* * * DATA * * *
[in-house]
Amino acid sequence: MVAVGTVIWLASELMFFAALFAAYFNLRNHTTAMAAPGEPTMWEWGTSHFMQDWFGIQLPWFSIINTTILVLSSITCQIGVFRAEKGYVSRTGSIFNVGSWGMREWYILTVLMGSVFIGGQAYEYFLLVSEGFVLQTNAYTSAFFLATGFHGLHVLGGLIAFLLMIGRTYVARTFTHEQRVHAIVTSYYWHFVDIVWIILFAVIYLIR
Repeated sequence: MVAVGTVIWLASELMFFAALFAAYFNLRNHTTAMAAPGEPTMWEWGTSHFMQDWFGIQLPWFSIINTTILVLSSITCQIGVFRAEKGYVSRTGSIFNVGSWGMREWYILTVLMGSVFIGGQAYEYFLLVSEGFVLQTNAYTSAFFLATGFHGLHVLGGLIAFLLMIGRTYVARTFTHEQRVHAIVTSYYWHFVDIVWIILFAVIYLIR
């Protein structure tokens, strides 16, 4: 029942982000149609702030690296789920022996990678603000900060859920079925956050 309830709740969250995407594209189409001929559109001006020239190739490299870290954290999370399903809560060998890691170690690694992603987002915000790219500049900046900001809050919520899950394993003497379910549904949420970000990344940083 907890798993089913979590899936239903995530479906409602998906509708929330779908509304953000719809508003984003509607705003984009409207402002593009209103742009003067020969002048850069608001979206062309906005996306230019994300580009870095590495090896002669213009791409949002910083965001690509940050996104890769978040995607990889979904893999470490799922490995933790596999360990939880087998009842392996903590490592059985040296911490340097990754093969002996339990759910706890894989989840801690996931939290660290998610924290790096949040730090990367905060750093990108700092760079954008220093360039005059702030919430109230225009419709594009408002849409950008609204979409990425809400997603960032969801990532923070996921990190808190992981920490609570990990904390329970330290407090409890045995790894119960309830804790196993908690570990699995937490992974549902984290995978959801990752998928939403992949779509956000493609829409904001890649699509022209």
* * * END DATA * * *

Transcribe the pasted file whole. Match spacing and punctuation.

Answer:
[in-house]
Amino acid sequence: MVAVGTVIWLASELMFFAALFAAYFNLRNHTTAMAAPGEPTMWEWGTSHFMQDWFGIQLPWFSIINTTILVLSSITCQIGVFRAEKGYVSRTGSIFNVGSWGMREWYILTVLMGSVFIGGQAYEYFLLVSEGFVLQTNAYTSAFFLATGFHGLHVLGGLIAFLLMIGRTYVARTFTHEQRVHAIVTSYYWHFVDIVWIILFAVIYLIR
Repeated sequence: MVAVGTVIWLASELMFFAALFAAYFNLRNHTTAMAAPGEPTMWEWGTSHFMQDWFGIQLPWFSIINTTILVLSSITCQIGVFRAEKGYVSRTGSIFNVGSWGMREWYILTVLMGSVFIGGQAYEYFLLVSEGFVLQTNAYTSAFFLATGFHGLHVLGGLIAFLLMIGRTYVARTFTHEQRVHAIVTSYYWHFVDIVWIILFAVIYLIR
């Protein structure tokens, strides 16, 4: 029942982000149609702030690296789920022996990678603000900060859920079925956050 309830709740969250995407594209189409001929559109001006020239190739490299870290954290999370399903809560060998890691170690690694992603987002915000790219500049900046900001809050919520899950394993003497379910549904949420970000990344940083 907890798993089913979590899936239903995530479906409602998906509708929330779908509304953000719809508003984003509607705003984009409207402002593009209103742009003067020969002048850069608001979206062309906005996306230019994300580009870095590495090896002669213009791409949002910083965001690509940050996104890769978040995607990889979904893999470490799922490995933790596999360990939880087998009842392996903590490592059985040296911490340097990754093969002996339990759910706890894989989840801690996931939290660290998610924290790096949040730090990367905060750093990108700092760079954008220093360039005059702030919430109230225009419709594009408002849409950008609204979409990425809400997603960032969801990532923070996921990190808190992981920490609570990990904390329970330290407090409890045995790894119960309830804790196993908690570990699995937490992974549902984290995978959801990752998928939403992949779509956000493609829409904001890649699509022209």